Horace SILVER Quintet – Song For My Father 1964

Horace SILVER Quintet – Song For My Father 1964
1999 Issue.


Yet another jazz steal; this time, Steely Dan borrowed the title track for “Rikki Don’t Lose That Number.” Horace Silver should take heart, this is his most successful album and one that finds its way onto many recommended lists, not just for the jazz fraternity. Its strength is its accessibility, and in keeping with many piano leader albums Silver does not seek to dominate. The reissued CD version contains four extra tracks from the same 1963/4 sessions.
Since its title track provided the inspiration for Steely Dan’s “Rikki, Don’t Lose That Number,” Song for My Father has become known as the jazz recording that launched a thousand bad rock records. Yet whatever pretensions Steely Dan and their legion of desperately hip imitators had shouldn’t be laid at pianist Horace Silver’s door: this is one of Blue Note’s warmest and most satisfying collections–and that’s saying something. A pioneer of the hard-bop style, which combined gospel and R&B with jazz, Silver authored many outstanding compositions, including not just “Song for My Father,” but “Opus de Funk,” “Nica’s Dream,” “Senor Blues,” and “The Preacher.” His quintets, which featured tenor sax and trumpet, spotlighted such up-and-coming talents as trumpeters Woody Shaw, Art Farmer, and Donald Byrd. On Song for My Father, the band features tenorman Joe Henderson, who contributed one of his own signature tunes, “The Kicker.” Along with the strong quintet work, the album includes a fine trio feature for the pianist in “Lonely Woman.” –Fred Goodman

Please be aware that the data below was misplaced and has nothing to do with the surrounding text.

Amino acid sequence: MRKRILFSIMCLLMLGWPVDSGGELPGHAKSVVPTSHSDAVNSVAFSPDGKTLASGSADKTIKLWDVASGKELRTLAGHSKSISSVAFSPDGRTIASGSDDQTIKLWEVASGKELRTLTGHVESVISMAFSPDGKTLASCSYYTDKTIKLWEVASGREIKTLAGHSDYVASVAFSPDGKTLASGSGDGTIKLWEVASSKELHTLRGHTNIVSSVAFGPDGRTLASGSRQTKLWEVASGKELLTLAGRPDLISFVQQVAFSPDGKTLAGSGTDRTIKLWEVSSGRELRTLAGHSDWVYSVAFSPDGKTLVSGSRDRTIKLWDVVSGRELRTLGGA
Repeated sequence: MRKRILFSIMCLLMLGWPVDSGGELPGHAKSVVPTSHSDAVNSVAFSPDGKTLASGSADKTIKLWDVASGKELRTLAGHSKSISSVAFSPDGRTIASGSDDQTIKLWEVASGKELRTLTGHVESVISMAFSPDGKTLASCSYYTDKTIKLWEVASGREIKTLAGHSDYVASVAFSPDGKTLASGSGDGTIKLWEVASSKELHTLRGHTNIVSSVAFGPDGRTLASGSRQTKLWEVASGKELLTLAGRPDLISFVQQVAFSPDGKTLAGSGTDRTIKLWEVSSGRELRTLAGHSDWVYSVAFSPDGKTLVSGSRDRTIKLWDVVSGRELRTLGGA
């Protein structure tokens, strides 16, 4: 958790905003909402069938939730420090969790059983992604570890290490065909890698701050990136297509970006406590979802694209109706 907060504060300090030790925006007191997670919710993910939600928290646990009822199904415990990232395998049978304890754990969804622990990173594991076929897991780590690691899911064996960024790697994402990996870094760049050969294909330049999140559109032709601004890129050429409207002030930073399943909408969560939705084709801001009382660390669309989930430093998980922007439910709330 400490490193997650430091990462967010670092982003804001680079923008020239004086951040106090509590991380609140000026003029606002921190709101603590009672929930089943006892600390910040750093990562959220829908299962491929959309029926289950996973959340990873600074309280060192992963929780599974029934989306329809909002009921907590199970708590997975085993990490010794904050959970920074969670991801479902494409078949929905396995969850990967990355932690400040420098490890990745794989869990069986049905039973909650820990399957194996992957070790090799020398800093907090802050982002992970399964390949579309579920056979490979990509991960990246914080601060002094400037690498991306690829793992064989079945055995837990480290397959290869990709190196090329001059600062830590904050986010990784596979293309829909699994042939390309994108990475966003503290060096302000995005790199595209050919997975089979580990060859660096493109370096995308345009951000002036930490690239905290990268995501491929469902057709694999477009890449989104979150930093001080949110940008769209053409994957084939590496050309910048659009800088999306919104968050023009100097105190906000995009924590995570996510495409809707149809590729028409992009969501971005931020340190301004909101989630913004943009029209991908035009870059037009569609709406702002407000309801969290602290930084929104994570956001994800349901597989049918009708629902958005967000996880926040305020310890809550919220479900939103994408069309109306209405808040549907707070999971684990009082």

Horace Silver was one of those postwar jazzmen who belied the idea that you had to blast off into nether-netherland to make jazz. But he also put the lie to the idea that making your music accessible was equal to making it somewhere between limp and listless. Not for nothing did Silver and his fellow hard boppers from the mid-1950s (Art Blakey in particular) make a conscious effort to yank the roots back into the music; these men knew what they were doing and damn near prevented jazz from getting too hip for its own britches, most likely because they seem to have made a fetish out of keeping it swinging.
Still, “Song For My Father” is a set for anyone’s music library, even one who isn’t disposed ordinarily to jazz. The critic who says the thousand and one subsequent bad rock albums trying to get hipped to the jazz that were inspired by this album and especially its warm title cut has an excellent point, but “Song For My Father” would stand out as Silver’s unquestioned (almost; it’s really hard to put “Horace Silver and the Jazz Messengers” in the back seat, after all) masterpiece even if no one had decided to rip off the title track’s insinuating bass line or otherwise wring its clever leavening of Brazilian rhythm with harder Carribbean percussive. The group sounds so warm and probing yet so bloody danceable throughout that, when you’re finished with it, you may have a hard time getting the people sharing it with you to stop dancing. No one wastes a note or a percussive; no one sees a space as an abomination; no one trips over another; and, there is a remarkable sympatico between the musicians that few enough ensembles achieve, never mind make into an art.